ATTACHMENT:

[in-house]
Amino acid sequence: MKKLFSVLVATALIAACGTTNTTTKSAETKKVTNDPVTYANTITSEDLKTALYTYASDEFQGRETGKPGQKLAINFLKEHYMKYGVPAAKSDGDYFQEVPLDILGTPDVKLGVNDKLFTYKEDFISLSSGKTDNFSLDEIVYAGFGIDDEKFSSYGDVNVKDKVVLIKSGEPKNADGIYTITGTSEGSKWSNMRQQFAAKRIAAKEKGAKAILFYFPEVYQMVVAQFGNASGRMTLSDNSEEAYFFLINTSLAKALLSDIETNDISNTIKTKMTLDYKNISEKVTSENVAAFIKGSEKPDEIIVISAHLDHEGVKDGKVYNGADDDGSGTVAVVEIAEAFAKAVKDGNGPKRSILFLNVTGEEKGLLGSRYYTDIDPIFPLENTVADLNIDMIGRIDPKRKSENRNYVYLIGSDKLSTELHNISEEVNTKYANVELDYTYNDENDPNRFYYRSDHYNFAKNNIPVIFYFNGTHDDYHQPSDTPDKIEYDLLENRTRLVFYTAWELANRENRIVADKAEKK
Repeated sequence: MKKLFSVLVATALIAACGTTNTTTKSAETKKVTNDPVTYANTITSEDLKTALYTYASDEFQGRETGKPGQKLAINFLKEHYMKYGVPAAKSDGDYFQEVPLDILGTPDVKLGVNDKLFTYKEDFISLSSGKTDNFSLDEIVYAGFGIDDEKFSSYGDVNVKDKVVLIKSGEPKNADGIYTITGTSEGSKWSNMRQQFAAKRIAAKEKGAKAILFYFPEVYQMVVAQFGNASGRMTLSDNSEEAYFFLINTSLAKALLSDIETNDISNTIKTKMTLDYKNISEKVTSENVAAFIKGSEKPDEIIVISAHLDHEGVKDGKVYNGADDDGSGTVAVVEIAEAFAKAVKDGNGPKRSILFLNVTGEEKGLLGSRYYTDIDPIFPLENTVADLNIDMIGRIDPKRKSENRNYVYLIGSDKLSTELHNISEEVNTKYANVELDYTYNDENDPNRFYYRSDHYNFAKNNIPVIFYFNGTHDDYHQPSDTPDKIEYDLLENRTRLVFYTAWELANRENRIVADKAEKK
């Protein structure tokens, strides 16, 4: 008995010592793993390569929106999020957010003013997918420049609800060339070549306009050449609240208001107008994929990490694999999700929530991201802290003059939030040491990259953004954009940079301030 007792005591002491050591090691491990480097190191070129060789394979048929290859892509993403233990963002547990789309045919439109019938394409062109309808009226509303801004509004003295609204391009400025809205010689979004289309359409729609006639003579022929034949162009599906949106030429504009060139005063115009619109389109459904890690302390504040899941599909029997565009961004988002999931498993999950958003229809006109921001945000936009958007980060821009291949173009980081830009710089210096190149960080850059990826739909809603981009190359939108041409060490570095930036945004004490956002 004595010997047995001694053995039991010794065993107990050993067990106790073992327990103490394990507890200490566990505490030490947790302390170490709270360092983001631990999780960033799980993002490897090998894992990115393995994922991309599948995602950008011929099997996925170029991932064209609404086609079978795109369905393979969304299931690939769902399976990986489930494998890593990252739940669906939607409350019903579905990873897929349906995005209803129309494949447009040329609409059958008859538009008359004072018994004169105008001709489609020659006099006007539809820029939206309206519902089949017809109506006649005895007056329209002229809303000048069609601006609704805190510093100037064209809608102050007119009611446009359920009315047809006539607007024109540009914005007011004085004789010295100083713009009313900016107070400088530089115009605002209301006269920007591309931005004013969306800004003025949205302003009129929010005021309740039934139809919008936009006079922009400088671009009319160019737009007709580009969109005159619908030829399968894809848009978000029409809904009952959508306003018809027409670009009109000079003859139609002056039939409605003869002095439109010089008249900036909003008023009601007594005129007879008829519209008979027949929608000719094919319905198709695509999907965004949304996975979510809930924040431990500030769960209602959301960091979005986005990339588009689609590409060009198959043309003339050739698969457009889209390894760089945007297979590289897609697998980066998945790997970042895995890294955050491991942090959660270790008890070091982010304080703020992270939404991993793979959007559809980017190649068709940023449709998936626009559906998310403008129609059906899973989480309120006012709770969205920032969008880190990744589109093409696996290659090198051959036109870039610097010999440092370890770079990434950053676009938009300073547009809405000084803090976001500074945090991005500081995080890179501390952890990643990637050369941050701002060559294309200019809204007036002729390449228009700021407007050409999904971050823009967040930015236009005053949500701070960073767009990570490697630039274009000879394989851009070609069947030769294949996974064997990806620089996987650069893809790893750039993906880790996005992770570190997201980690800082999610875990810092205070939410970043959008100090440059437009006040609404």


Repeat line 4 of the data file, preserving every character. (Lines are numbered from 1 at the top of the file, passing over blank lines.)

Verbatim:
């Protein structure tokens, strides 16, 4: 008995010592793993390569929106999020957010003013997918420049609800060339070549306009050449609240208001107008994929990490694999999700929530991201802290003059939030040491990259953004954009940079301030 007792005591002491050591090691491990480097190191070129060789394979048929290859892509993403233990963002547990789309045919439109019938394409062109309808009226509303801004509004003295609204391009400025809205010689979004289309359409729609006639003579022929034949162009599906949106030429504009060139005063115009619109389109459904890690302390504040899941599909029997565009961004988002999931498993999950958003229809006109921001945000936009958007980060821009291949173009980081830009710089210096190149960080850059990826739909809603981009190359939108041409060490570095930036945004004490956002 004595010997047995001694053995039991010794065993107990050993067990106790073992327990103490394990507890200490566990505490030490947790302390170490709270360092983001631990999780960033799980993002490897090998894992990115393995994922991309599948995602950008011929099997996925170029991932064209609404086609079978795109369905393979969304299931690939769902399976990986489930494998890593990252739940669906939607409350019903579905990873897929349906995005209803129309494949447009040329609409059958008859538009008359004072018994004169105008001709489609020659006099006007539809820029939206309206519902089949017809109506006649005895007056329209002229809303000048069609601006609704805190510093100037064209809608102050007119009611446009359920009315047809006539607007024109540009914005007011004085004789010295100083713009009313900016107070400088530089115009605002209301006269920007591309931005004013969306800004003025949205302003009129929010005021309740039934139809919008936009006079922009400088671009009319160019737009007709580009969109005159619908030829399968894809848009978000029409809904009952959508306003018809027409670009009109000079003859139609002056039939409605003869002095439109010089008249900036909003008023009601007594005129007879008829519209008979027949929608000719094919319905198709695509999907965004949304996975979510809930924040431990500030769960209602959301960091979005986005990339588009689609590409060009198959043309003339050739698969457009889209390894760089945007297979590289897609697998980066998945790997970042895995890294955050491991942090959660270790008890070091982010304080703020992270939404991993793979959007559809980017190649068709940023449709998936626009559906998310403008129609059906899973989480309120006012709770969205920032969008880190990744589109093409696996290659090198051959036109870039610097010999440092370890770079990434950053676009938009300073547009809405000084803090976001500074945090991005500081995080890179501390952890990643990637050369941050701002060559294309200019809204007036002729390449228009700021407007050409999904971050823009967040930015236009005053949500701070960073767009990570490697630039274009000879394989851009070609069947030769294949996974064997990806620089996987650069893809790893750039993906880790996005992770570190997201980690800082999610875990810092205070939410970043959008100090440059437009006040609404």